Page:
"I was looking for two main things: The first was Japanese village that Tom Cruise is taken to and lives in, which we ended up building. I think the town was called Uruti which is probably a bit less than an hour from New Plymouth.
And then the final battle scene where the imperial soldiers fight against the Samurai. There had to be almost a funnel-shaped geological feature where they squeeze the soldiers into so that they can shoot fireballs at them and do all that stuff. It was a specific landscape. I had a few options and when the director and everyone else came down, we had three helicopters. We flew around and they literally pointed to a place from the helicopter.
We also built the Yokohama harbour set down in New Plymouth harbour. We even built part of a fake ship that Tom steps off, the rest of the ship was done with computers."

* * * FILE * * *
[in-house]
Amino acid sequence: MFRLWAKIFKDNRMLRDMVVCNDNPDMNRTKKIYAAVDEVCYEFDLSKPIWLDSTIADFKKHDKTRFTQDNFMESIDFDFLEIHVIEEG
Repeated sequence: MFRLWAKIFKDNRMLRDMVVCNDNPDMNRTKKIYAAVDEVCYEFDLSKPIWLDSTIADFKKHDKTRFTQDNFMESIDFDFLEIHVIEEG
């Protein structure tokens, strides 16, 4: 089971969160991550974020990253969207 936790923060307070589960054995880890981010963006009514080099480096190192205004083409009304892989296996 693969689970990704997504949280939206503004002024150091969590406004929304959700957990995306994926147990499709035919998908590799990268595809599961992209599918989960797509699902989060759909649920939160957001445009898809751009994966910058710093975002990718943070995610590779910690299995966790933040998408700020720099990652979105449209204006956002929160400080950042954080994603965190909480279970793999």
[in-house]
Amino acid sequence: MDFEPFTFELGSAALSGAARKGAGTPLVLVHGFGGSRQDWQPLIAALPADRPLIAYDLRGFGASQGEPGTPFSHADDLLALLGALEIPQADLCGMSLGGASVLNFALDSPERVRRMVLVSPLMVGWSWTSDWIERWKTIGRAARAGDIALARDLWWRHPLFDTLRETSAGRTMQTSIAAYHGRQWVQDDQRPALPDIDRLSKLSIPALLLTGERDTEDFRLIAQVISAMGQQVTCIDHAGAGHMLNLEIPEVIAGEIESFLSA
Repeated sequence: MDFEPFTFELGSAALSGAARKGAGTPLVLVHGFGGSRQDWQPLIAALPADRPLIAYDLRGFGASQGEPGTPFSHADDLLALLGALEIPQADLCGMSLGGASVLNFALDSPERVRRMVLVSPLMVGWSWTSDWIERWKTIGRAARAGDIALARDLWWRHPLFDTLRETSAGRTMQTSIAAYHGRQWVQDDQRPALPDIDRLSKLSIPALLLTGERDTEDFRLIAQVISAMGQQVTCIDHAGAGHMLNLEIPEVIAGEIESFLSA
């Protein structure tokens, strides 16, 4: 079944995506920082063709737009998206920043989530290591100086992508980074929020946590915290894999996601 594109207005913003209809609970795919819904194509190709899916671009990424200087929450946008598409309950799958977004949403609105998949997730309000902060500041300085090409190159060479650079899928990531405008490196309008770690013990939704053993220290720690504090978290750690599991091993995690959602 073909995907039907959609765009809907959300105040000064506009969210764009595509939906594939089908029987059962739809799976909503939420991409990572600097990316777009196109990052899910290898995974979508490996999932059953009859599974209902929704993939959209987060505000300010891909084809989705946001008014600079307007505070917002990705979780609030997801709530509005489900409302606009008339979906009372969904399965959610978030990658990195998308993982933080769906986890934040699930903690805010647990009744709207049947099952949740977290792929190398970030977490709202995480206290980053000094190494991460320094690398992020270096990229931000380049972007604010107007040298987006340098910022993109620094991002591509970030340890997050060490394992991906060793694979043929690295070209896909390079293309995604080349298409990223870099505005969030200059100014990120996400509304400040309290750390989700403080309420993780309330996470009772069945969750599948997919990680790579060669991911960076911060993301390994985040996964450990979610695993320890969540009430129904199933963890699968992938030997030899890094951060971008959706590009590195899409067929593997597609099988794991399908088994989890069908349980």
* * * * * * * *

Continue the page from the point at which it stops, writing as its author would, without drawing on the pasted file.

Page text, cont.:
What was your favourite location?
"I think in the long run, it was probably the village in Uruti. We ended up building the entire village on a sheep farm. The farmers were really easy to deal with. We built a beautiful set and I was very proud of the whole setup there. I was also the hardest location to find."
"I’m usually dealing with a cinematographer, a production designer and a director, and they might have three different views on it. I showed the location to the production designer Lilly Kilvert first and she loved it. When the director flew in, Lilly basically told him 'this is where the village is going to go'. She is a force to be reckoned with!"
How did you deal with security around the set?